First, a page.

Trump’s Business Fraud Is Irrelevant to His Supporters


“Trump’s rise in the American imagination rested on his appeal as an entrepreneurial guru and carnival barker. He has long since transitioned away from that role with his most loyal followers,” O’Brien wrote in his column for Bloomberg on Monday. The far more pertinent persona is the one he’s crafted since the summer of 2015. “He is an era-defining politician now, and he oversees a cult that cares little about his business foibles or setbacks …” Trump, after all, is “not an ex-president — he’s a right-wing, nativist, revolutionary leader,” as presidential historian Doug Brinkley once put it. “He has a movement that is massive with global implications …”

Seldom have the stakes been any higher — for the 45th president who wants to be the 47th and whose path involves courtrooms as much as the campaign trail, and for a frazzled and destabilized country as well. Trump could be fined $250 million. He could lose Trump Tower, the singular symbol of the image he sought from the start to convey. For most people, of course, unsavory aspects of their past can limit their prospects for the future. Not for Trump. Never have. He is, in the memorable words of an intimate, “the most present human being I ever met.” So the scenes this week are in some sense simply an extension of a time-tested Trump tactic and truth. He makes the past not matter.

One bleak read of this dark art is that this is not just a piece of, but a prerequisite to any authoritarian’s playbook.

“They believe him, because they believe in him,” Ruth Ben-Ghiat wrote in her 2020 book about authoritarian leaders. Trump “presented himself as a truth-teller,” he demanded “loyalty oaths,” and he utilized “this mirage of him as the successful businessman who has what all other men want” — “all of which,” she told me this week, “are things that authoritarians have done for a hundred years.”

“Obviously George Orwell taught us about the ‘memory hole,’” said Jen Mercieca, the author of Demagogue for President: The Rhetorical Genius of Donald Trump. “The memory hole is very effective — this idea that you can just discard unpleasant truths and make them go away. Human beings are very vulnerable to memory-shaping.”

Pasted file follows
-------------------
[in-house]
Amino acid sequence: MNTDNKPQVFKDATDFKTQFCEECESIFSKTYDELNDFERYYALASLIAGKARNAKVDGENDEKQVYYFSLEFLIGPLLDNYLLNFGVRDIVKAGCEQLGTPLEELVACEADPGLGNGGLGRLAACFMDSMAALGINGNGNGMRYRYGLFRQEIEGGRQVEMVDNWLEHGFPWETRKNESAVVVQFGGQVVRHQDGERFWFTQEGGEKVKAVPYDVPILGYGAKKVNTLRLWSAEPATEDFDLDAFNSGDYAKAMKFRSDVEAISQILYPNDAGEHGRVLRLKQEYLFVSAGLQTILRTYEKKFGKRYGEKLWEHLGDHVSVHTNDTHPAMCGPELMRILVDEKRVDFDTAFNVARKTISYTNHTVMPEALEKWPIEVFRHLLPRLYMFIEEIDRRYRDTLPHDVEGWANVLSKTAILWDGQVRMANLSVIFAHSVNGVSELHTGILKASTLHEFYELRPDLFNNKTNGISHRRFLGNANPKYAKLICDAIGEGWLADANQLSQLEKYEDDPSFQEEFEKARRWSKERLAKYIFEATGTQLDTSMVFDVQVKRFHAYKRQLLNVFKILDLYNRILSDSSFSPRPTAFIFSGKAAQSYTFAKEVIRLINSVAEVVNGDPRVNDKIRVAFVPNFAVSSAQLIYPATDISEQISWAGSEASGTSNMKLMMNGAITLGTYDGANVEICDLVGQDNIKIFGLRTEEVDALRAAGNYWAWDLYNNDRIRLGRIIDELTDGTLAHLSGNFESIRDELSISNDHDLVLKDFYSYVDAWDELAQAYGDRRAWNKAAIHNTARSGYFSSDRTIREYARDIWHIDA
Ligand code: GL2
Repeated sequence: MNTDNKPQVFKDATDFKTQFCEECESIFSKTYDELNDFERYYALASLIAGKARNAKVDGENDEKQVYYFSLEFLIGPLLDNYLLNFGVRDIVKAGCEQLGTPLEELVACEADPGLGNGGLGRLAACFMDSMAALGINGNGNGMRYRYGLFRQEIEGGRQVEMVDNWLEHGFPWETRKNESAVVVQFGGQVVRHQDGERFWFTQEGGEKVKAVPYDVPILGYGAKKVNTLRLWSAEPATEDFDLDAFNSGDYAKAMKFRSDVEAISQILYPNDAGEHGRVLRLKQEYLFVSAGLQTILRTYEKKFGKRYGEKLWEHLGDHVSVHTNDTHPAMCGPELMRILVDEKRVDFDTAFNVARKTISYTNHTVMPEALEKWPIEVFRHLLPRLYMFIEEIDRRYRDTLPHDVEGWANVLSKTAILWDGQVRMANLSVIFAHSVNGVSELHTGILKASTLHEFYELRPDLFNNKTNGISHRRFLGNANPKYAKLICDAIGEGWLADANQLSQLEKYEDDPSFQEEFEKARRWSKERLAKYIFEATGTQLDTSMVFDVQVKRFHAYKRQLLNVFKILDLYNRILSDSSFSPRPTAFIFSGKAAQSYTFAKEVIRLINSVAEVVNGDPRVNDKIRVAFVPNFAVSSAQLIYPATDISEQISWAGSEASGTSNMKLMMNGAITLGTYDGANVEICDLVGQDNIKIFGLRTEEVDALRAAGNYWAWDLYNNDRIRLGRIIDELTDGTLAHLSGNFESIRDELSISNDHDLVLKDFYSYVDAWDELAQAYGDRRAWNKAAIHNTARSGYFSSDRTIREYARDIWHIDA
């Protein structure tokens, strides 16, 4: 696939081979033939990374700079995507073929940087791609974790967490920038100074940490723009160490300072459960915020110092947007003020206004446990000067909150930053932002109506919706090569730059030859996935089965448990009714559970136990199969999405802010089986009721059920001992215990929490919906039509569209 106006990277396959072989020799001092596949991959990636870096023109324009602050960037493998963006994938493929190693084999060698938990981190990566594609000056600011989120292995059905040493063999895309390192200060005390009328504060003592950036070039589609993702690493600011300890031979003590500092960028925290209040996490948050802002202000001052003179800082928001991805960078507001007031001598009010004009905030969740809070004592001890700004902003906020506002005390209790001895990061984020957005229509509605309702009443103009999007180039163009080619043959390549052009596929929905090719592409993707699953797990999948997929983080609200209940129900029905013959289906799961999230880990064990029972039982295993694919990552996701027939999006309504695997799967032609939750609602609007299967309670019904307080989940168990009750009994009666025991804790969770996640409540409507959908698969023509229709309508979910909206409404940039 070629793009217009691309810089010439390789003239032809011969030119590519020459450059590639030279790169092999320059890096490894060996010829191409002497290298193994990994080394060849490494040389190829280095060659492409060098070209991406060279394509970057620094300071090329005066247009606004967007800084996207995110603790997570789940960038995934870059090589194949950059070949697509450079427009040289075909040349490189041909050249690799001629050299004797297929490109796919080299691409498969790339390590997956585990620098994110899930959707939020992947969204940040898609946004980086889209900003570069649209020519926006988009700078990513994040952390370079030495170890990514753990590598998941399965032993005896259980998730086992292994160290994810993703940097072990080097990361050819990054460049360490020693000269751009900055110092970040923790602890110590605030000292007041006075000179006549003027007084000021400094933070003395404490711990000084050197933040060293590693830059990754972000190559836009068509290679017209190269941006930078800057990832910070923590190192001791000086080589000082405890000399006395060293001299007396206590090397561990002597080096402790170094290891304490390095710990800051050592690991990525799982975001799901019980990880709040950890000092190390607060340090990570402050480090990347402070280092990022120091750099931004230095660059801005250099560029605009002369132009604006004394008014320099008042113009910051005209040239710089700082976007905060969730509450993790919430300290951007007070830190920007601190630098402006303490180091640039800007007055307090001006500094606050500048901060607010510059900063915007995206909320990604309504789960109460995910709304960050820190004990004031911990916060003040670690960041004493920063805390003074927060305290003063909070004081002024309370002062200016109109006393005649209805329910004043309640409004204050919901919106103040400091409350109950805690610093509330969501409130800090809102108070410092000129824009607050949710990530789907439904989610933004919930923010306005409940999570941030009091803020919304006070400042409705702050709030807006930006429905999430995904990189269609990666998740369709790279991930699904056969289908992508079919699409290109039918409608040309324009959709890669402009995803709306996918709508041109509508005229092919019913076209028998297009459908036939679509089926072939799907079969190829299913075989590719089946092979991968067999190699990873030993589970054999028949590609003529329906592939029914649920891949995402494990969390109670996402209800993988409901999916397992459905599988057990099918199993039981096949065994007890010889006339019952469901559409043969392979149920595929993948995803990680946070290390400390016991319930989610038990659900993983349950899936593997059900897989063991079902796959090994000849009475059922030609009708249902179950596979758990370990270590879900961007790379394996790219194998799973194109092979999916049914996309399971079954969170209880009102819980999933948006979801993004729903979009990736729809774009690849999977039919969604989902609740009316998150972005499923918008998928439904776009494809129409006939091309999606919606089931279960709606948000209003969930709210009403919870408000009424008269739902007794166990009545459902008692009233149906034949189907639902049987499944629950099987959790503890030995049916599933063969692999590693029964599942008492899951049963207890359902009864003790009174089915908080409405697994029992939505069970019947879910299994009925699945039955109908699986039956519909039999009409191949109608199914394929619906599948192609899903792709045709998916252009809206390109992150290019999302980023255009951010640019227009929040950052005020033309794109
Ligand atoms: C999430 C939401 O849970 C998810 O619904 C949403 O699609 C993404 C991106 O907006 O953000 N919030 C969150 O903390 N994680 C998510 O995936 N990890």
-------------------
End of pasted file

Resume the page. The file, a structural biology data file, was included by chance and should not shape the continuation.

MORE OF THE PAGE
Consider, for instance — well, Trump’s whole life.

When he was in high school, at New York Military Academy, he asked a classmate to recount a play in a baseball game. NYMA was down by three, the bases were loaded, and Trump, the classmate recalled, hit the ball just over the third baseman’s head — the winning hit! “That’s not the way it happened,” Trump responded. “I hit the ball out of the ballpark. Remember that. I hit it out of the ballpark!”

In the 1970s and ’80s, in the ’90s and into the 2000s, exaggeration was the mother’s milk of his rise. “Truthful hyperbole,” as he put it in 1987 in The Art of the Deal, the item for which he is maybe most known after the tower that bears his name — a book O’Brien once described as a “nonfiction work of fiction.” His book Surviving at the Top? When it came out, in 1990, he was barely surviving, and he was nowhere the top. He didn’t care. Time and time again, the way Trump told his tale, failures weren’t failures, losses weren’t losses. Nothing but successes. Nothing but wins.

His political ascent made all this more sinister. It no longer could be dismissed as something that bordered on wink-and-nod schtick. His campaign was an effort to rewrite his past. His presidency was an effort to rewrite not just the past but the present — “the ongoing present,” as I wrote during his convention in 2020. He didn’t lose when he lost, Covid didn’t happen the way it happened, the insurrection wasn’t an insurrection …